It started as a trickle, but virtualization is now flooding into the enterprise. New research indicates that the vast majority of organizations are rolling out the technology with expectations that it will vastly improve everything from consolidation and energy consumption to application delivery and resource allocation.
The Yankee Group's recent global virtualization survey estimates that 72 percent of worldwide firms have either already deployed or are about to deploy virtualization solutions in some form or another. Nearly three quarters of that group are eyeing virtualization for the data center, citing disaster recovery and backup and licensing issues as the main drivers. And probably of particular interest to Apple, nearly a quarter say they plan on using Macintosh servers to virtualize their Windows XP and Vista desktops.
Virtualization is likely to outdistance the last major fad to have hit the enterprise, server clustering, according to this report from Baseline's David Strom. In addition to improved utilization, virtualization also delivers higher availability and near-term failover at less cost and with less disruption than previous clustering solutions. At best, traditional clustering will still be needed in situations requiring original server states, such as transaction processing.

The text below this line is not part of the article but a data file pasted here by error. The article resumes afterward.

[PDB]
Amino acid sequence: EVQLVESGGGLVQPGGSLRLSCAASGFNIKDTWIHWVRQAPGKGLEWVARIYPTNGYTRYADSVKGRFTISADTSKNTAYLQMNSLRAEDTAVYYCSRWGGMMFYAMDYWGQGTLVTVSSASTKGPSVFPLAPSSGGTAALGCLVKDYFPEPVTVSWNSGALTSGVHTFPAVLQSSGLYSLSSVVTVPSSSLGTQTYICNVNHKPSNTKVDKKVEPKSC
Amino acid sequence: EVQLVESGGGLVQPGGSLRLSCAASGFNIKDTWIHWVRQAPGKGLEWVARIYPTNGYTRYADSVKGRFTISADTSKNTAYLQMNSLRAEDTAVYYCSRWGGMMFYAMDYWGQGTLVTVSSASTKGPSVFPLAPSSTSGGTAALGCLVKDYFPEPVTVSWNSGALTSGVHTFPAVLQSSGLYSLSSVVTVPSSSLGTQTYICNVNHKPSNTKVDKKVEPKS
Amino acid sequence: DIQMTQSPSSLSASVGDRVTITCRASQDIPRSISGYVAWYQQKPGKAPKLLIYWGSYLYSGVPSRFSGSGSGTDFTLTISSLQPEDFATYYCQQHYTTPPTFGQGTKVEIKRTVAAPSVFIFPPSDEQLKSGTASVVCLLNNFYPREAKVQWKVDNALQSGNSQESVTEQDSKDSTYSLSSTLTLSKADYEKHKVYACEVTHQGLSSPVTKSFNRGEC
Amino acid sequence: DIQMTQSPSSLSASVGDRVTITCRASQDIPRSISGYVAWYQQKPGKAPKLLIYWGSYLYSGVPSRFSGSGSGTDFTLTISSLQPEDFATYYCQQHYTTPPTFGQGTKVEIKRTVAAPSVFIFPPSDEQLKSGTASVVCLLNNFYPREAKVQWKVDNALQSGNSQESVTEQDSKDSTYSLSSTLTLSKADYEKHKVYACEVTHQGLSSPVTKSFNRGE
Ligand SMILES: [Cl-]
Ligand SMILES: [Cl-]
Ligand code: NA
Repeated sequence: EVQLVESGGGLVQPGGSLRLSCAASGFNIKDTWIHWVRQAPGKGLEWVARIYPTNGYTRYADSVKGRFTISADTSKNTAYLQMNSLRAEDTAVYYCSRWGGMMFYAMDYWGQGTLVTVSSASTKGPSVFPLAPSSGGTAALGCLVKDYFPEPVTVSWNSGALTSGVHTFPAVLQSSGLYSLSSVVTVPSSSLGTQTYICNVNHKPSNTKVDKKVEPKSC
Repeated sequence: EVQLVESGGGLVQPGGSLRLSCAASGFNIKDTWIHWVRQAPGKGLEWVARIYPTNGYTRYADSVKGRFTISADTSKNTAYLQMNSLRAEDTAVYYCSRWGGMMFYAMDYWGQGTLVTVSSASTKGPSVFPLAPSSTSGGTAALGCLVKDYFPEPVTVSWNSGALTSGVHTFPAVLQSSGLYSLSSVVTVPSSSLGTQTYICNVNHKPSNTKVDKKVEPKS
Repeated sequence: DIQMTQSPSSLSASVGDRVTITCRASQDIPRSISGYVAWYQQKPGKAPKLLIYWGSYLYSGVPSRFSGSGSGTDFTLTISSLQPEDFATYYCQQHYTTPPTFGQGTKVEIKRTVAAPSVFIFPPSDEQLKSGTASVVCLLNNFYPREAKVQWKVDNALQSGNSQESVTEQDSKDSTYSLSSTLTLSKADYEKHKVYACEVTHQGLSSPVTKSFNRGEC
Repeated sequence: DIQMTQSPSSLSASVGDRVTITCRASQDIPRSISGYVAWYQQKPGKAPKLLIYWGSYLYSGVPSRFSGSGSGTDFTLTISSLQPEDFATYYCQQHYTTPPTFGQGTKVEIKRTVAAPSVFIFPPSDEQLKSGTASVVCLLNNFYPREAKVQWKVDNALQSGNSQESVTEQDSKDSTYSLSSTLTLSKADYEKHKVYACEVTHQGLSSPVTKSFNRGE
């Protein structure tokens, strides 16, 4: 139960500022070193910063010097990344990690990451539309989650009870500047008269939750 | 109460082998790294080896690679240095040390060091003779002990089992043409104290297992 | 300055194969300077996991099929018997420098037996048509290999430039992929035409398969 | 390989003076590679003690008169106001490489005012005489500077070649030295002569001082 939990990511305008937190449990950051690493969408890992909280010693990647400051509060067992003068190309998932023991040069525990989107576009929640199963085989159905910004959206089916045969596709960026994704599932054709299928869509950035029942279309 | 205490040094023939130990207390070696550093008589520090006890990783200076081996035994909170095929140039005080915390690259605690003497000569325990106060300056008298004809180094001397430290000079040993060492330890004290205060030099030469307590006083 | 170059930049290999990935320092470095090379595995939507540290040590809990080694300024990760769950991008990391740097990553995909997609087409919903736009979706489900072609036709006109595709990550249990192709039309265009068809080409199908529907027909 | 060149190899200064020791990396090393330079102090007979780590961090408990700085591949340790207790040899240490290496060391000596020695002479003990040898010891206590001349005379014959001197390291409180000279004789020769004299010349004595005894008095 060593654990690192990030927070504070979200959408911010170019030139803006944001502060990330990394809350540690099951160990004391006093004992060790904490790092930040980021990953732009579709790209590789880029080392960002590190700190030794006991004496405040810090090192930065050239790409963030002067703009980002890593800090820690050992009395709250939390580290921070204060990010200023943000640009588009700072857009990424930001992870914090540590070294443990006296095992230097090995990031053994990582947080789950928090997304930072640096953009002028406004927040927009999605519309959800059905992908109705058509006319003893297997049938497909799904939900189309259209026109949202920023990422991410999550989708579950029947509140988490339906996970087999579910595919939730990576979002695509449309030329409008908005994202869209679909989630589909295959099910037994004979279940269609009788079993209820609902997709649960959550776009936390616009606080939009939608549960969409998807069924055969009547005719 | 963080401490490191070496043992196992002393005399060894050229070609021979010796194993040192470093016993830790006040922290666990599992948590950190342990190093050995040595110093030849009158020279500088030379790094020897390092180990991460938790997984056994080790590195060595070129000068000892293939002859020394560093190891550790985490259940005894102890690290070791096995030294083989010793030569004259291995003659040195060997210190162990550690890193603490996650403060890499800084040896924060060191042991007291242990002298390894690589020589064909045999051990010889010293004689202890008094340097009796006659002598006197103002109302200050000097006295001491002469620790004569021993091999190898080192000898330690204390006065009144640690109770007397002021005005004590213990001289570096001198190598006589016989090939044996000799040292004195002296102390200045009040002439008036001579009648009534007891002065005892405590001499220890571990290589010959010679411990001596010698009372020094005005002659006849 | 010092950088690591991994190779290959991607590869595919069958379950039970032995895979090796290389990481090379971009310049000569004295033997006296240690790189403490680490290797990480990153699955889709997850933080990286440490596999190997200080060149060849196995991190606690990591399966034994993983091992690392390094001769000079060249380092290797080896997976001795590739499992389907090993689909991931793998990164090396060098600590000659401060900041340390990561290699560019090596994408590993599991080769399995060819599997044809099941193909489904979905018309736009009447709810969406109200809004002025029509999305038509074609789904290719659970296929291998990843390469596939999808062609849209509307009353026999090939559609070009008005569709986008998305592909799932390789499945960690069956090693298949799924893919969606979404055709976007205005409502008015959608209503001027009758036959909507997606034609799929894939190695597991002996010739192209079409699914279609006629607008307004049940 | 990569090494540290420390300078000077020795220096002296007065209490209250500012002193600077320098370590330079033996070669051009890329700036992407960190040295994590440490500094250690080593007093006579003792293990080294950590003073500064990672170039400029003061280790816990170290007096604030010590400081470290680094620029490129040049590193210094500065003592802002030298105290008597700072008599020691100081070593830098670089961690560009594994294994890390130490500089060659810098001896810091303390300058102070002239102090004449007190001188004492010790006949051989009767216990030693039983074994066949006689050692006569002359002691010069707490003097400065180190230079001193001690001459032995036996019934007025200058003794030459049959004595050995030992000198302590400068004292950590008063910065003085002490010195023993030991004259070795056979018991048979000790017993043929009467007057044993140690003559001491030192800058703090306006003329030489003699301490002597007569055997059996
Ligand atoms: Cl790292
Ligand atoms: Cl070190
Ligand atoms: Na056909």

For most other applications, however, virtualization is practically eliminating downtime and dramatically reducing overall energy costs, as highlighted by this profile of United Bancorp. The company has deployed the VMware Infrastructure 3 platform and has so far shut down 38 servers by loading more than 100 virtual machines on five physical hosts. Now, if one machine goes down, users are automatically shifted to another one without interruption.
It's important to remember, though, that virtualization is an enterprise-wide adjustment. Viewing it as simply a server solution will lead to problems in other areas, namely storage. As pointed out in this interview with Left Hand's Chris McCall, increased virtualization can introduce disruptive storage configuration changes in static RAID groups. Shared storage is one solution, but it will require sophisticated management technology.
There is also the impact on networking resources to consider. A raft of virtual I/O solutions has arisen to handle the increased throughput that multiple virtual machines place on the physical infrastructure.
It's been said that the enterprise is not just a collection of inert systems but an organic creation where changes to one component can vastly affect another. Virtualization certainly bears this out. The benefits are very real, but they require an implementation strategy -- one that envisions almost a complete reworking of the enterprise.